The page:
The Labeling Game Essay Research Paper THE

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The Labeling Game Essay, Research Paper THE LABELING GAME This is Jeopardy! Let’s take a look at today’s categories, shall we? Blacks in Sports, Italian cooking, Japanese in Business, famous wives, Jewish Bankers, and finally, Arab terrorists. Wait a minute. What’s wrong with these categories? If you haven’t guessed already each of these categories represents a racial or gender stereotype. This may not be a realistic Jeopardy game, but it’s a game we play everyday – it’s the game of labeling. Like Jeopardy, in the Labeling Game we have the answers, or think we do, before we ask the question. In our society we constantly classify people in to broad groups merely by their looks. The problem is not the categories themselves, but the acceptance of stereotypes, which

leads to negative self-images. We are all aware of these stereotypical roles, but what most of us do not realize is that these stereotypes hurts us the most. When we stereotype our own groups, or accept the labels others give us, we create negative self-labels. As psychology professor Robert Feldman wrote in the book Adjustment, “The self-image we create in childhood causes us to continue in our adult lives to fit whatever labels we have accepted.” We learn stereotypical roles at a very young age. We all remember those fairy tales we read as children. Snow White cooks and cleans for the seven dwarfs. Even the dwarfs’ names are stereotypes: Sleepy, Sneezy, Grumpy, Happy, Dopey, Bashful and Doc. In Lady and the Tramp, Lady is innocent, shy, and dainty whereas the tramp is

bold, confident, and daring. By the time we get to high school we have become well accustomed to the labels our peers, our teachers, and the media put on us. Labels become more important in junior high when we become aware of the labels on our clothes. We want Abercrombie and Fitch shirts, Levis jeans, anything Gap and never the uncool imitations. Once we have our clothes just right, we must choose our social identity carefully. We want good grades to please our parents, but we don’t want to be nerds. We want to make friends, but we want to avoid the druggies and alcoholics. According to teachers, we’re either leaders or followers, over-achievers or under-achievers, often disruptive, occasionally talkative, and girls, definitely boy-crazy. The media plays upon our need for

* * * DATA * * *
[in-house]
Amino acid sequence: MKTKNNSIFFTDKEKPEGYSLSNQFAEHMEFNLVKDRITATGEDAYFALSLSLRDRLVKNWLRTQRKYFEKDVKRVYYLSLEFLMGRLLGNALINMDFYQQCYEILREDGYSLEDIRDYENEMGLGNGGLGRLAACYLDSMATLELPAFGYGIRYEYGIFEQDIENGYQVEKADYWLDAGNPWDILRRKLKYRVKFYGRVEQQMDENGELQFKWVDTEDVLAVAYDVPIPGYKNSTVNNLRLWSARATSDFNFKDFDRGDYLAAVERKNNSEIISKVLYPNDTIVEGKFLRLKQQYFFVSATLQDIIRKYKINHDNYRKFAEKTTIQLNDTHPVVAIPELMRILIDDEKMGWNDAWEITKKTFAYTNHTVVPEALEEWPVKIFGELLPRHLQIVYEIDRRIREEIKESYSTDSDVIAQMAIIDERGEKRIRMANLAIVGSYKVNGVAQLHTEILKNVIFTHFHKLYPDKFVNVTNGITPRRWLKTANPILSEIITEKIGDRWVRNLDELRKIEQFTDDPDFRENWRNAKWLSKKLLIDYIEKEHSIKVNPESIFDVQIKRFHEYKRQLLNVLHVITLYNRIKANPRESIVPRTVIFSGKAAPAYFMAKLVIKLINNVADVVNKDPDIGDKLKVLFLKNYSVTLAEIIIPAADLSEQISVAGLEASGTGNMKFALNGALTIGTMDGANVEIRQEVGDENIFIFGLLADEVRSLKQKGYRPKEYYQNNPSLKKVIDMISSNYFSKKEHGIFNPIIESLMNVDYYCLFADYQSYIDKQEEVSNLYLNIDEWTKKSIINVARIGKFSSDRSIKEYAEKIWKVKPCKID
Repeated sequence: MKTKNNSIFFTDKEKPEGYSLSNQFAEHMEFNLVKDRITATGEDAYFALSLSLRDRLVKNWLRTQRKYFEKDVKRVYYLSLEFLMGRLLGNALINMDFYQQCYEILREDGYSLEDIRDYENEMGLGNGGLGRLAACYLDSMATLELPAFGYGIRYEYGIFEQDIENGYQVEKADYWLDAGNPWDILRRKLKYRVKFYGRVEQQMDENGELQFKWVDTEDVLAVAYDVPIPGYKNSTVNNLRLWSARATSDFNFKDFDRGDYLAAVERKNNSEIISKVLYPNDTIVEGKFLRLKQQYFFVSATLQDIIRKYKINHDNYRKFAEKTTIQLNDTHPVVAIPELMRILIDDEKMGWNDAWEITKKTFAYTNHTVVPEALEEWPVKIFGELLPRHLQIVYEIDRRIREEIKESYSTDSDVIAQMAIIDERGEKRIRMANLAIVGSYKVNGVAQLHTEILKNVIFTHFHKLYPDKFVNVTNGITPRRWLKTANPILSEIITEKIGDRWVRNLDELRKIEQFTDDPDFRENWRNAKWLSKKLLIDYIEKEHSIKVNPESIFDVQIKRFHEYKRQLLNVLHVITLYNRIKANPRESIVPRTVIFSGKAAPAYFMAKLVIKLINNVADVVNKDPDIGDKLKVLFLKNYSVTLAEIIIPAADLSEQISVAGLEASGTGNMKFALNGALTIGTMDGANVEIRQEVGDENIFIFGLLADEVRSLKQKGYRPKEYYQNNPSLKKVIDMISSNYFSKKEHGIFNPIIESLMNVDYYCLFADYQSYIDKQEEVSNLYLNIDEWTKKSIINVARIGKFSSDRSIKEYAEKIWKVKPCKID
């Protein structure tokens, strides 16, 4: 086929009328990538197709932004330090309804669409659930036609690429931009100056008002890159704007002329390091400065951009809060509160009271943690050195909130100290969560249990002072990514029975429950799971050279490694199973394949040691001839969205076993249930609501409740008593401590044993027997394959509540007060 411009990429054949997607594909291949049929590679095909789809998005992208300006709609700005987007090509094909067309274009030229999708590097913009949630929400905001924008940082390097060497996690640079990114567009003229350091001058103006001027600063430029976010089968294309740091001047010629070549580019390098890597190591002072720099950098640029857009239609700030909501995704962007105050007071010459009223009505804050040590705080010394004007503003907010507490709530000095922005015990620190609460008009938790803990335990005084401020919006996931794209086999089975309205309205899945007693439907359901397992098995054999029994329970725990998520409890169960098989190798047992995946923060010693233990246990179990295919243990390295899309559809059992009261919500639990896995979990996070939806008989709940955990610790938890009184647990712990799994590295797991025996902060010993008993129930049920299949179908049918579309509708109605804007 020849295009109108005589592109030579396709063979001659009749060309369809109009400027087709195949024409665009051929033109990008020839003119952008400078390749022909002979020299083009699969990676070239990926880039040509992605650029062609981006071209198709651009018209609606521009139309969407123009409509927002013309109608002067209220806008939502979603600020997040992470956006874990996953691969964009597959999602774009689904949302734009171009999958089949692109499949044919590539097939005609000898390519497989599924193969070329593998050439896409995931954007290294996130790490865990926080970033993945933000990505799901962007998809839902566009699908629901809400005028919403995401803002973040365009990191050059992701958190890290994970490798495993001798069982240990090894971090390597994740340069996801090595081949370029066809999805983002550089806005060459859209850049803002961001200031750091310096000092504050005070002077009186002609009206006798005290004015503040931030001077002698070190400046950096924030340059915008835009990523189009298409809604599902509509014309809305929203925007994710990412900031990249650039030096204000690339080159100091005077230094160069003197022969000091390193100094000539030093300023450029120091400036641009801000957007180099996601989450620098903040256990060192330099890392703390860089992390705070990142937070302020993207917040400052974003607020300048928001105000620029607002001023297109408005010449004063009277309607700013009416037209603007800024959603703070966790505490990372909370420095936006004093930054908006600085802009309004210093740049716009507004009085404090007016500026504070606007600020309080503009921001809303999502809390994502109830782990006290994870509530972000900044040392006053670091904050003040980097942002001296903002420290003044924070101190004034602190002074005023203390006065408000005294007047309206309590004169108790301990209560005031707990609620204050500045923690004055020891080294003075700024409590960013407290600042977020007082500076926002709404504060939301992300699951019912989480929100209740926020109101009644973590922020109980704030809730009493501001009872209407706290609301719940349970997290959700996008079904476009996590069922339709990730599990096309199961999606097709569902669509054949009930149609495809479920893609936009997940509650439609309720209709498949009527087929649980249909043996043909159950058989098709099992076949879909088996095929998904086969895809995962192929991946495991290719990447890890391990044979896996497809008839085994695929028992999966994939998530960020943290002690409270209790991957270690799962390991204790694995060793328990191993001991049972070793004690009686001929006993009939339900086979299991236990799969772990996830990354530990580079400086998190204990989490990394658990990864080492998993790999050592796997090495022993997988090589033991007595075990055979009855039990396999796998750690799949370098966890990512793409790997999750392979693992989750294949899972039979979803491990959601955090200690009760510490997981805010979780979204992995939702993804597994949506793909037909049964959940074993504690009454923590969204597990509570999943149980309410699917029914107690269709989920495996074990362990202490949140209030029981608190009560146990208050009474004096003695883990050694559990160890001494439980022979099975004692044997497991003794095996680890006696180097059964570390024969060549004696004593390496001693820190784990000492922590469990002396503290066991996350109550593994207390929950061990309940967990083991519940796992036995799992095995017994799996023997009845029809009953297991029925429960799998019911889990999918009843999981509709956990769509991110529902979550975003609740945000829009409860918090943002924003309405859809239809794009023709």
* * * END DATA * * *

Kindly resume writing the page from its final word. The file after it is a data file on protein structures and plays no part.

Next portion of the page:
labels, as we are encouraged to be part of the “Pepsi Generation.” When news reports on youth violence, we become the “lost generation.” And when a name as meaningful as the babyboomers could not be found for us, we were labeled Generation X. Teenagers, as the most active participants, often have the most to lose in the labeling game. When they start to accept and believe the labels, they are playing with the rest of their lives. A Ph.D. in clinical psychology, Penelope Russianoff wrote, “The limiting self-images of adults developed gradually in the process of growing up.” The self-image we accept in our formative years stays with us, and affects us as adults. Some of you may have heard this riddle. A father and son were driving on the highway. The father lost

control, swerved off the road, and ran into a telephone pole. The father died instantly, and his son was critically injured. An ambulance rushed the boy to a nearby hospital. When a prominent surgeon was called to provide immediate treatment, a gasp was heard. “I can’t operate on this boy” the surgeon said, “He is my son.” How can that be? The answer–the surgeon was the boy’s mother. One of the areas where labels effect us are the professions we think men and women should have, as well as their behavior. A woman’s role is to be passive, tactful, assistive, and emotional, whereas men are stereotyped as aggressive, tough, independent, and unemotional. In short, women are not supposed to be surgeons. Many women are afraid to assert themselves thinking they will be